Other parameters for configuring ovdb are in the ovdb.conf configuration file. The following parameters can be set in that file:


If INN was compiled with zlib, and this compress parameter is true, ovdb will compress overview records that are longer than 600 bytes. See the COMPRESSION section below.


Size of the memory pool cache, in kilobytes. The cache will have a backing store file in the DB directory which will be at least as big. In general, the bigger the cache, the better. Use ovdb_stat -m to see cache hit percentages. To make a change of this parameter take effect, shut down and restart INN (be sure to kill all of the nnrpd processes when shutting down). Default is 8000 (KB), which is adequate for small to medium-sized servers. Large servers will probably need at least 20000 (KB).


Number of regions across which to split the cache. The region size is equal to cachesize divided by ncache. Default is 1 for ncache, that is to say the cache will be allocated contiguously in memory.


Overview data is split between this many files. Currently, innd will keep all of the files open, so don't set this too high or innd may run out of file descriptors. nnrpd only opens one at a time, regardless. May be set to one, or just a few, but only do that if your OS supports large (> 2 GB) files. Changing this parameter has no effect on an already-established database. Default is 32.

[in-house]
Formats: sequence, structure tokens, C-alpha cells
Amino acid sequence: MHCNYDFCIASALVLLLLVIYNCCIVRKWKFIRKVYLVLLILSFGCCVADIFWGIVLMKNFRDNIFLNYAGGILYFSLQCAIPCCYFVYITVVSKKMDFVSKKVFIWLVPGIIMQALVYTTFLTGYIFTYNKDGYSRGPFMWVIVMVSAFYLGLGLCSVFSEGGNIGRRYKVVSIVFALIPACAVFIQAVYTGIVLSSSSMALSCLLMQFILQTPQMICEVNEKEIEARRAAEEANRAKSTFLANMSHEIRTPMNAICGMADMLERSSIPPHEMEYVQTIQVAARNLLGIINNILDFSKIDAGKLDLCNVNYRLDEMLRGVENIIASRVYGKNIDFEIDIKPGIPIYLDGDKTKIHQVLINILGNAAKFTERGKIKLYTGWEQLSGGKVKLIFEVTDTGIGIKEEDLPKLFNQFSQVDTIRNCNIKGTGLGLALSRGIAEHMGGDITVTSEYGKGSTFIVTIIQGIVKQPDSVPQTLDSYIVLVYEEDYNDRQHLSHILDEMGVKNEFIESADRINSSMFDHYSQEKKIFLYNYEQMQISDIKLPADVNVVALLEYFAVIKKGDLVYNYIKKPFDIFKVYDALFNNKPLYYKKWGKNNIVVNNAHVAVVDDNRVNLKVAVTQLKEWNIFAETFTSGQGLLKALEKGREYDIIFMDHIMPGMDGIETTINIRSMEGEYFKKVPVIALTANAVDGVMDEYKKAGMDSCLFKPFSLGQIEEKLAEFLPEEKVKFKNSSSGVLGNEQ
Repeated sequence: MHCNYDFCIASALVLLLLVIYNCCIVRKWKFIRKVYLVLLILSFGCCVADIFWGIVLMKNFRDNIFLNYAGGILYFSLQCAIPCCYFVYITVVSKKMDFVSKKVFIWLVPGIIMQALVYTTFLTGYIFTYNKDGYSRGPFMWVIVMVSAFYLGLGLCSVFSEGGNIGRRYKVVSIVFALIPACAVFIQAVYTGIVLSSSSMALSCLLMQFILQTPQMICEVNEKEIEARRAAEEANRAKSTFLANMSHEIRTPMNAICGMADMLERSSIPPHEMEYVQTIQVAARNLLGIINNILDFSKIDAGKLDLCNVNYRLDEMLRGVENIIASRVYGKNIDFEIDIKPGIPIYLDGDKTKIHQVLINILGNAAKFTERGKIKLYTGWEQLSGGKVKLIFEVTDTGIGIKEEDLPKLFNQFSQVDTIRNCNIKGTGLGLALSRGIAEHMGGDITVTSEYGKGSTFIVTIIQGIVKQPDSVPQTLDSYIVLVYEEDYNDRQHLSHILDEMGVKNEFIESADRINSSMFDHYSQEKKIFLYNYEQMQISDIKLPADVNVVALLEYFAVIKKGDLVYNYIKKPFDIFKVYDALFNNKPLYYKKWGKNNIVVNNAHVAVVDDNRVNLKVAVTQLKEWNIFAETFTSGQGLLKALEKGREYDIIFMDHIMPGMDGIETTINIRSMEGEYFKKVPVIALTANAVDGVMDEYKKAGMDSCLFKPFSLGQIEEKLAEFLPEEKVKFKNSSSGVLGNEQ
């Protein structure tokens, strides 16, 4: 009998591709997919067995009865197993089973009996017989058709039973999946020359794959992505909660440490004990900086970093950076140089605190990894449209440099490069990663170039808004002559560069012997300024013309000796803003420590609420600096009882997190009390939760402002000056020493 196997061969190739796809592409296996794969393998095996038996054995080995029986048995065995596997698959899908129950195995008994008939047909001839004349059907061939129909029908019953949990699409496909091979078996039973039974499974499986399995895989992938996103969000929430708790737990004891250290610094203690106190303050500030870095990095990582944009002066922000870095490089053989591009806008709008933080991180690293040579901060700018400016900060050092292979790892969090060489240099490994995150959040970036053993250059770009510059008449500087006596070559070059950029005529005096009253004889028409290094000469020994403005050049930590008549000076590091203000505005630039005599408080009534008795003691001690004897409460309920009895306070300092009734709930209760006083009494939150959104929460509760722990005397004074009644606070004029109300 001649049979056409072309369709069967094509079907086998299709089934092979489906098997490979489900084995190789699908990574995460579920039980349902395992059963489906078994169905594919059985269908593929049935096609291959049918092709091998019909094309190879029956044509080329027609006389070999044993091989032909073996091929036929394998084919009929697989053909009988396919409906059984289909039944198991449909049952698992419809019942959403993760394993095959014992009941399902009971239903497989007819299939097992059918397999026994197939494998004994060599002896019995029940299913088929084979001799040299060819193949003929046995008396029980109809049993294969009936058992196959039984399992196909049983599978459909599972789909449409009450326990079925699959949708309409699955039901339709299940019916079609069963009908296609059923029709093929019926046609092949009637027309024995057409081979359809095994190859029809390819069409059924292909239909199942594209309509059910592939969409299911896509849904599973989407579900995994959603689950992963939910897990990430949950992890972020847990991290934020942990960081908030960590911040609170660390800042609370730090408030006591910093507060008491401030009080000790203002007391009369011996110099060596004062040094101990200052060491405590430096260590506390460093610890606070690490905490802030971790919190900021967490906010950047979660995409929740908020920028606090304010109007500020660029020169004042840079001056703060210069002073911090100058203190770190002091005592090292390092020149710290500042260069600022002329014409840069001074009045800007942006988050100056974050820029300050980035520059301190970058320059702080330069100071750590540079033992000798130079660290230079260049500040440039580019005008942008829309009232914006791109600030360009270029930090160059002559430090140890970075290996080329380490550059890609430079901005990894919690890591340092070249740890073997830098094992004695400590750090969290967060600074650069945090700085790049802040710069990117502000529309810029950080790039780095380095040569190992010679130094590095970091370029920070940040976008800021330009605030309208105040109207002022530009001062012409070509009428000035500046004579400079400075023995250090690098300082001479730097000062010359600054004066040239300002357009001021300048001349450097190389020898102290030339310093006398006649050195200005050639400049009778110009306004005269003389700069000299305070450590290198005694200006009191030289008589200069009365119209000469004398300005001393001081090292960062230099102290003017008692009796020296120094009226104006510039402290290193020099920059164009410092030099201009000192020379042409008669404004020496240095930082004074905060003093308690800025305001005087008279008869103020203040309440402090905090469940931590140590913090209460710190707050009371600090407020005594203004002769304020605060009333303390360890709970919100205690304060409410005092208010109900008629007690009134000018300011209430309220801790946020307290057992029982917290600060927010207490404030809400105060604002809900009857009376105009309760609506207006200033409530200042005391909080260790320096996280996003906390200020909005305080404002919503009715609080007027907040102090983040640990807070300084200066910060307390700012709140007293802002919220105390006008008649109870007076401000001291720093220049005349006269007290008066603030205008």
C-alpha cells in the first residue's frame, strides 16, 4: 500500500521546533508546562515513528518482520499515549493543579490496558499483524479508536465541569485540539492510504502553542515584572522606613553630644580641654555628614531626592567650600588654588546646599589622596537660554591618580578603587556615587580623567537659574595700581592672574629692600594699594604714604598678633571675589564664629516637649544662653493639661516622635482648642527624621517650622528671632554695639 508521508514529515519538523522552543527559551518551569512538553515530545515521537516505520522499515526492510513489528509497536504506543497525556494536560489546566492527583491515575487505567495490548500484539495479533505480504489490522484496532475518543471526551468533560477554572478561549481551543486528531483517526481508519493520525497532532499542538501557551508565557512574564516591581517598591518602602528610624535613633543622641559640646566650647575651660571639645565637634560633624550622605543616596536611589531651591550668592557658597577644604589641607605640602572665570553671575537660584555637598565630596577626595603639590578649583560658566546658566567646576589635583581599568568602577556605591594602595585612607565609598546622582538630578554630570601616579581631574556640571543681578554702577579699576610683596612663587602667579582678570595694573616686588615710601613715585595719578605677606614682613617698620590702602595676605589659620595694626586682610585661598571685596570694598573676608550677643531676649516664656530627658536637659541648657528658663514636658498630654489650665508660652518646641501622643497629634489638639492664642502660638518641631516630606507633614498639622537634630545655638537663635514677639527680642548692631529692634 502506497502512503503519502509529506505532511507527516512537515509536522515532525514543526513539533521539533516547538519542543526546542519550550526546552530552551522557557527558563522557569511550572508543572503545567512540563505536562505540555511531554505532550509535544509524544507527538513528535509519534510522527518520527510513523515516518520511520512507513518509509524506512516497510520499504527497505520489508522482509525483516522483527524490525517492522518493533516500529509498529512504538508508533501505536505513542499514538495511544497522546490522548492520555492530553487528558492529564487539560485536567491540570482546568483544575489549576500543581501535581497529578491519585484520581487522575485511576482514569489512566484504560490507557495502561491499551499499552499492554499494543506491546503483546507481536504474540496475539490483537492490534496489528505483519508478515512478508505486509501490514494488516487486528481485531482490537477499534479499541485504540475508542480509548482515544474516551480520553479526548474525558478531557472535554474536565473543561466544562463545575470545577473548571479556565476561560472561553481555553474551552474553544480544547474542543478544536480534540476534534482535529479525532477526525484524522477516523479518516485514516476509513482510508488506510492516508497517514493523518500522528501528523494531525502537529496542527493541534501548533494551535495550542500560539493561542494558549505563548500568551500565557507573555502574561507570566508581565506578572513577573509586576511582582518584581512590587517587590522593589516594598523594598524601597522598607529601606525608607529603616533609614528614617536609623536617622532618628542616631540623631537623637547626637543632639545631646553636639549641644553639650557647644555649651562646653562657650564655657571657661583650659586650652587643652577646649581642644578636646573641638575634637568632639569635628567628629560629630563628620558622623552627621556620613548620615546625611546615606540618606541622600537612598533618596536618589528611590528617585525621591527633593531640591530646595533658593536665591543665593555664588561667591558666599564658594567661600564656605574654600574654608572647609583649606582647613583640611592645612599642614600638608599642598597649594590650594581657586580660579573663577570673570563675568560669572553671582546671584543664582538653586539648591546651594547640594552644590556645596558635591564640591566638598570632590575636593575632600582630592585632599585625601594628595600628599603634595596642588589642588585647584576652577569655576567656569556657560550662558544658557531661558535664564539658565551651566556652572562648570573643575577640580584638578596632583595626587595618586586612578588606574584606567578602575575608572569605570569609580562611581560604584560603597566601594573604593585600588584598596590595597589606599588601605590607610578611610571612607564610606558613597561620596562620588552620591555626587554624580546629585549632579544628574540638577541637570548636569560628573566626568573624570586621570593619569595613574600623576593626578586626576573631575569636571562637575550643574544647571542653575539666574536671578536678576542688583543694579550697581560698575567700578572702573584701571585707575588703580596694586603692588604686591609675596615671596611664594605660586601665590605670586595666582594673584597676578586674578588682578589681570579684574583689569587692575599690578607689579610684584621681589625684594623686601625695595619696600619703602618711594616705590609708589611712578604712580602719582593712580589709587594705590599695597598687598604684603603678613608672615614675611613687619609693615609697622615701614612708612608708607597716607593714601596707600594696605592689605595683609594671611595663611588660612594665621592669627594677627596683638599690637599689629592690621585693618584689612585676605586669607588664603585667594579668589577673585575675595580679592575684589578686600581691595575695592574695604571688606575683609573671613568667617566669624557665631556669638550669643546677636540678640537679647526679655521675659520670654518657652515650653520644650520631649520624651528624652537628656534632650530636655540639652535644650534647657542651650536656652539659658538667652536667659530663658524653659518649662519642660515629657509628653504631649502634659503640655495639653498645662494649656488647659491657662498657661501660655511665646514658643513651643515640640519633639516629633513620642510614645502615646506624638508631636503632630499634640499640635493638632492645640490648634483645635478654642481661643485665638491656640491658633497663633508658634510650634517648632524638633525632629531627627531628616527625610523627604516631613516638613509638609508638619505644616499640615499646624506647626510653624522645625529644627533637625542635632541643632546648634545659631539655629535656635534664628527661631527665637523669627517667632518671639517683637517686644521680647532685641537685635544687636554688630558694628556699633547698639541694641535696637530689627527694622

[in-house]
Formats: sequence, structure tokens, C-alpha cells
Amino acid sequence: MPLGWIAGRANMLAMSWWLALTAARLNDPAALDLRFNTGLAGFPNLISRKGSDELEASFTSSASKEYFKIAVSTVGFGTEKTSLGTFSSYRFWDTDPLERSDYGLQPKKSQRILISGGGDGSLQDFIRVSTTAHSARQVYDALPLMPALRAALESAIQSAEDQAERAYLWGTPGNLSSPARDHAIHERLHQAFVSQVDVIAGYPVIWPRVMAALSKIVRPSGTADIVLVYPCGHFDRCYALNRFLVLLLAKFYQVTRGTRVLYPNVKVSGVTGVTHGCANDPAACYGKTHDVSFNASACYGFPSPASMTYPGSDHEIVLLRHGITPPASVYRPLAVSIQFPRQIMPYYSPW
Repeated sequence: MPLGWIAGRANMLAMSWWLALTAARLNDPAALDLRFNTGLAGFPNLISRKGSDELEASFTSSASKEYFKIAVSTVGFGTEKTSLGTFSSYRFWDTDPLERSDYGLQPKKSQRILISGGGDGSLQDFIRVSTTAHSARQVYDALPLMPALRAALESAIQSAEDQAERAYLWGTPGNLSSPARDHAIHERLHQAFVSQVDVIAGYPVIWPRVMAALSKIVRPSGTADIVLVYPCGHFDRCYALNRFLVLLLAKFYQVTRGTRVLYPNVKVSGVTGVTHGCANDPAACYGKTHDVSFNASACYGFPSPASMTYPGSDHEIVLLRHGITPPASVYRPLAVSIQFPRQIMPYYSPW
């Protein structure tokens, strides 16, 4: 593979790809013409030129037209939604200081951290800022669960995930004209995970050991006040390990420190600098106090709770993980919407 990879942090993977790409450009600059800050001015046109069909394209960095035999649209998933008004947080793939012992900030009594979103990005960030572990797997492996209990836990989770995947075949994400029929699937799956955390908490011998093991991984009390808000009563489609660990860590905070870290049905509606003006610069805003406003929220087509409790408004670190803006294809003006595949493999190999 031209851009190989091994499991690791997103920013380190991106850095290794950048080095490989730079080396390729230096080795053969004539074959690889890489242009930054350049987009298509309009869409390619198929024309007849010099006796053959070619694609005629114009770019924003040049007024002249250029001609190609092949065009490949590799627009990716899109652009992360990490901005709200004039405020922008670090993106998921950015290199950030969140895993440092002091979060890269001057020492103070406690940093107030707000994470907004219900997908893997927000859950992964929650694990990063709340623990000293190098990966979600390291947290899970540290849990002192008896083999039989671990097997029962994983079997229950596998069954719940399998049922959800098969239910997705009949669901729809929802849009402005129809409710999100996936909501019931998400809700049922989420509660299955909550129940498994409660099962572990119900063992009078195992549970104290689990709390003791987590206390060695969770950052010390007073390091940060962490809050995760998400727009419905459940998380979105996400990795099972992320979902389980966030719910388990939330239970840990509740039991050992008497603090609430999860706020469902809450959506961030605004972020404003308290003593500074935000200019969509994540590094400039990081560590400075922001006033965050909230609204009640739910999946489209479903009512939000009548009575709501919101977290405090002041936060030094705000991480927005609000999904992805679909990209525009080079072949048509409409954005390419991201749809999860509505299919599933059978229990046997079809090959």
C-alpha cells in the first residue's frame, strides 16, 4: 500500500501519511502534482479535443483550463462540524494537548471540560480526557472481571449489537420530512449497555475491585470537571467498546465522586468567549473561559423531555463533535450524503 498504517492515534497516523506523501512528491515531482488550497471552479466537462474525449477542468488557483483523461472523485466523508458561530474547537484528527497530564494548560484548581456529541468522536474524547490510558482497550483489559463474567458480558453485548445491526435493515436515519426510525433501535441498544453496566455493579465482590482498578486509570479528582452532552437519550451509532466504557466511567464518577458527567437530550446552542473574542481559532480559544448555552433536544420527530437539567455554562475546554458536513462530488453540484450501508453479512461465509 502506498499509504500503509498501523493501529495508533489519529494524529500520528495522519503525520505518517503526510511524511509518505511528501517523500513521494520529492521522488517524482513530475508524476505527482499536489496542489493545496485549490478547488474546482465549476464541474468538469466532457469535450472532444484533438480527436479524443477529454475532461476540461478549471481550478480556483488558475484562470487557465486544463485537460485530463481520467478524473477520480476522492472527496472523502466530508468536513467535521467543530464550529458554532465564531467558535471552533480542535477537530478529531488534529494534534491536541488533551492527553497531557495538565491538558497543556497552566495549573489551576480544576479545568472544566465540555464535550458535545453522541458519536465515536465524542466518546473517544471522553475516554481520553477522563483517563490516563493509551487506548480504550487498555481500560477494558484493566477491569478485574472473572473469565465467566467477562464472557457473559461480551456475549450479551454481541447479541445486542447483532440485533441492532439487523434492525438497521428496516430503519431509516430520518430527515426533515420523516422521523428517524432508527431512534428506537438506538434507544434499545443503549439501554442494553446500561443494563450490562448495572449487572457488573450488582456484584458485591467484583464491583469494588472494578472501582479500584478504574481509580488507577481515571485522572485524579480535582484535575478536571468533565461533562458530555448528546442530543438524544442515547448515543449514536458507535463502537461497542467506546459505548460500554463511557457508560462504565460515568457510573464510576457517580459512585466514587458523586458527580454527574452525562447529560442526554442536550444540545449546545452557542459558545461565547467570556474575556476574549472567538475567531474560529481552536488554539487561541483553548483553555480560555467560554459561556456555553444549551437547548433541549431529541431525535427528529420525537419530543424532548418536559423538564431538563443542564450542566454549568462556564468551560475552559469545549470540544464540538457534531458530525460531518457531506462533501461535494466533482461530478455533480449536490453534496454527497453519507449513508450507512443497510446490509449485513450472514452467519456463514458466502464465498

If txn_nosync is set to false, Berkeley DB flushes the log after every transaction. This minimizes the number of transactions that may be lost in the event of a crash, but results in significantly degraded performance. Default is true, in which case ovdb_monitor flushes the transaction logs every 30 seconds.


If useshm is set to true, Berkeley DB will use shared memory instead of mmap for its environment regions (cache, lock, etc). With some platforms, this may improve performance. Default is false.


Sets the shared memory key used by Berkeley DB when useshm is true. Berkeley DB will create several (usually 5) shared memory segments, using sequentially numbered keys starting with shmkey. Choose a key that does not conflict with any existing shared memory segments on your system. Default is 6400.


Sets the page size for the DB files (in bytes). Must be a power of 2. Best choices are 4096 or 8192. The default is 8192. Changing this parameter has no effect on an already-established database.


Sets the minimum number of keys per page. See the Berkeley DB documentation for more information. Default is based on page size and whether compression is enabled:

   default_minkey = MAX(2, pagesize / 2600) if compress is false
   default_minkey = MAX(2, pagesize / 1500) if compress is true

The lowest allowed minkey is 2. Setting minkey higher than the default is not recommended, as it will cause the databases to have a lot of overflow pages. Changing this parameter has no effect on an already-established database.